“Winter is the time for comfort, for good food and warmth, for the touch of a friendly hand and for a talk beside the fire: it is the time for home.” ― Edith Sitwell
On December 21st, the Sun's path will glide along the bottom of the Northern Hemisphere, heralding the solstice of winter. The winter solstice brings with it the shortest day of the year and gradually increasing hours of sunshine. To say, darker days will slowly shift back to light.
Beneath the chilly shadow of winter, the world naturally turns inward. The impulse of the body is to similarly retreat and turn towards an innner hearth. Motility in all aspects slows. For some, there's also a renewed sense of clarity and vigor - so much to look forward to: Wrapping the year on high, holiday festivities, fresh layers of shimmering snow. There's usually dozens of gatherings to attend. Sometimes seemingly antithetical to a less supple body waking amid overcast, chilly mornings. Or a body fatigued from a day of work, mustering the energy to head into the darkness - at 5pm. With less sunlight, some people experience increased sadness, restlessness and anxiety. This is not uncommon, and, balancing polarities of light and dark is what this season is all about. Take the time to enjoy activities with those you love, and also make time for quiet reflection and to restore.
In Eastern traditions, winter is considered deeply Yin : dark, cold, slow, inward, and ruled by the Water element. Like a tide returning to its source, winter offers us a time of contemplation, a time to rest more quietly and enter the depths. In the cold, the body naturally contracts. When the physical body contracts, the mind does too. This physiological/energetic contracting links us with the primal tension of Fear - the emotion most associated in Traditional Chinese Medicine with Winter. Often unsettling, fear ignites uncomfortable sensations and reactivity. In the same (slower) breath, fear can highlight our deepest desires – reminding us of what we most cherish and that which we prefer to avoid. In that way, Fear can offer us clarifying inroads to authenticity, to a higher purpose and reveal choices that help us align with that purpose. If you take the time to acknowledge and feel these emotions, you may be surprised by the expansiveness and creative energies that follow.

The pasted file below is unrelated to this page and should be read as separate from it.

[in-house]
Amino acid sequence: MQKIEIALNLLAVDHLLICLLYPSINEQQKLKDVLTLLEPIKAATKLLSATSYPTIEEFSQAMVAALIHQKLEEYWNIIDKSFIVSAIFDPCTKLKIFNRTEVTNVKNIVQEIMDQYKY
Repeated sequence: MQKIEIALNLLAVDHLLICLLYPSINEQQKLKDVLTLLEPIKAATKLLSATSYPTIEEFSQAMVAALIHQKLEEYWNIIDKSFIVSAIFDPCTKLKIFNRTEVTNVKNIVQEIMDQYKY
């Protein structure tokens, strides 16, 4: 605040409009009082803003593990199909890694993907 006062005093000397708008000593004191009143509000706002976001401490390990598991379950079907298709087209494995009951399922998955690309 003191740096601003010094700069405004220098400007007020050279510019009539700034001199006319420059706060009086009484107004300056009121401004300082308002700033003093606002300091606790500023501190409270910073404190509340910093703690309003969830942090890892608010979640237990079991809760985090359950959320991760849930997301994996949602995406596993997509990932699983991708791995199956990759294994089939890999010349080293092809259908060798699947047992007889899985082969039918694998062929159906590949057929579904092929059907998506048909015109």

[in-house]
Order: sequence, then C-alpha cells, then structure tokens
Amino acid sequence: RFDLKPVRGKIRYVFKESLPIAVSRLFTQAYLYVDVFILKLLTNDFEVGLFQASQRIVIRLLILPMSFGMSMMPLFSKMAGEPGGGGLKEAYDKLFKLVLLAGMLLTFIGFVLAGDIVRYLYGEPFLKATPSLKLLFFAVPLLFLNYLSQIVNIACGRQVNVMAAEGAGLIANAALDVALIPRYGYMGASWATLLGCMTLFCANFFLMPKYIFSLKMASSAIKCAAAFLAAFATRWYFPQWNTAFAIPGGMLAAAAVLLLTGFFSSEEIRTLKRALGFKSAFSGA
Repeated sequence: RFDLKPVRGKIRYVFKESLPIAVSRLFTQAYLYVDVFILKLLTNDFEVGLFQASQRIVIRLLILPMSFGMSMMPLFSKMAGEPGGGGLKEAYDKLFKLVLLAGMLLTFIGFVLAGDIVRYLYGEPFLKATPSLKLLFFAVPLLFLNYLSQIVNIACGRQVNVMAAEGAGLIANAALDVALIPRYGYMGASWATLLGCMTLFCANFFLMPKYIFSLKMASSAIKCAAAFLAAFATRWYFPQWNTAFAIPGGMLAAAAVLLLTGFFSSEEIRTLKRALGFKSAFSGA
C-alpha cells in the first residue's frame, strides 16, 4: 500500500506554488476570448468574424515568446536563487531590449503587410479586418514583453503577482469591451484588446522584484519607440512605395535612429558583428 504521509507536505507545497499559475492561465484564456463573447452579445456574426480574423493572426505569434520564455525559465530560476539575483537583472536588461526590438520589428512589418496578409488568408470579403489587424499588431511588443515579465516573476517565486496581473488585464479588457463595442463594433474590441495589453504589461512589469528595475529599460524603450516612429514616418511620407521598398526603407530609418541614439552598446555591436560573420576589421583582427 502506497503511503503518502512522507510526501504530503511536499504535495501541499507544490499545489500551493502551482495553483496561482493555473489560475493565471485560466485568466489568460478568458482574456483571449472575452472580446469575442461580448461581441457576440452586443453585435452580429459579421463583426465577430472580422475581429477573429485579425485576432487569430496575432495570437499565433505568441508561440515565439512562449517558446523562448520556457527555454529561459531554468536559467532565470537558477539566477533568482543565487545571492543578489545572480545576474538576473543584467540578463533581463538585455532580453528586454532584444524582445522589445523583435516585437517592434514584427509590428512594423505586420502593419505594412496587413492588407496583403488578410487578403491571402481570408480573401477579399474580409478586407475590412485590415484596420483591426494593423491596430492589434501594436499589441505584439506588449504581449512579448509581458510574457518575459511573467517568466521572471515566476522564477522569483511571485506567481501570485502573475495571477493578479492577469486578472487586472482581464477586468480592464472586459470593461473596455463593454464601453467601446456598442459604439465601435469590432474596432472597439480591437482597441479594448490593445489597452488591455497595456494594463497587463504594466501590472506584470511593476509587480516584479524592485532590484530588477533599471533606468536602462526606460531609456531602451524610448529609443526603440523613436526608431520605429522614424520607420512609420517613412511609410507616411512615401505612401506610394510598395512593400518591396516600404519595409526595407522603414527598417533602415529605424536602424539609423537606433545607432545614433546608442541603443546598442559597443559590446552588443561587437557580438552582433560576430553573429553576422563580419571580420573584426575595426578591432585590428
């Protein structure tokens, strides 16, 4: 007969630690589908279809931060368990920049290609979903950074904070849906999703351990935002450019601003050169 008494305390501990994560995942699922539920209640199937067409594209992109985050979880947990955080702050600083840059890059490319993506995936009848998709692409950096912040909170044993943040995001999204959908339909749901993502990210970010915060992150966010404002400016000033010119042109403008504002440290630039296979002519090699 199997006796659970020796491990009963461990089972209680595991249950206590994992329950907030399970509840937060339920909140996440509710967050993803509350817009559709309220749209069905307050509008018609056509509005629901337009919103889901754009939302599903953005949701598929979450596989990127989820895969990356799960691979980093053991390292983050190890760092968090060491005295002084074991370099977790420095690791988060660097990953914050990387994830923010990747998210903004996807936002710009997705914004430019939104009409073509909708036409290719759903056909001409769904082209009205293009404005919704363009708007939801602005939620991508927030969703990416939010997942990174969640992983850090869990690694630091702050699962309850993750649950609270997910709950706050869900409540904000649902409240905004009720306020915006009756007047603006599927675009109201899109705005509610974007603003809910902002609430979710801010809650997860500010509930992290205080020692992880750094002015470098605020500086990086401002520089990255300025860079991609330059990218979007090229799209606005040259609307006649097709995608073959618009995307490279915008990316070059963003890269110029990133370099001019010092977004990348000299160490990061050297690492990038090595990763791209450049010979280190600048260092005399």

To navigate the tricky waters of fear, it's helpful to recognize that the emotion, while convincing, is not factual. Fears nearly always stem from or are tethered to earlier beliefs and experiences. The beliefs are usually subconscious and arise of their own accord. While we are powerless over the emergence of fear - and our first thoughts arising from it, we can become finely attuned to the (often contracting) sensations in our bodies when fear does arise. Tightening of certain muscle groups, a shortness or shallowing of breath, a heart beating faster, a sense of being untethered or disassociated. With awareness, we can intentionally relax, breathe and interrupt the old holding patterns and invite-in an entirely new felt sense and experience. As we learn to slow and release old fears, we cultivate a renewed capacity to choose. We learn to choose what we believe, how we feel, and what we want to create. It's not an overnight process, but with daily attention, we can transform our lives and remain calm even in the face of major stressors and challenge.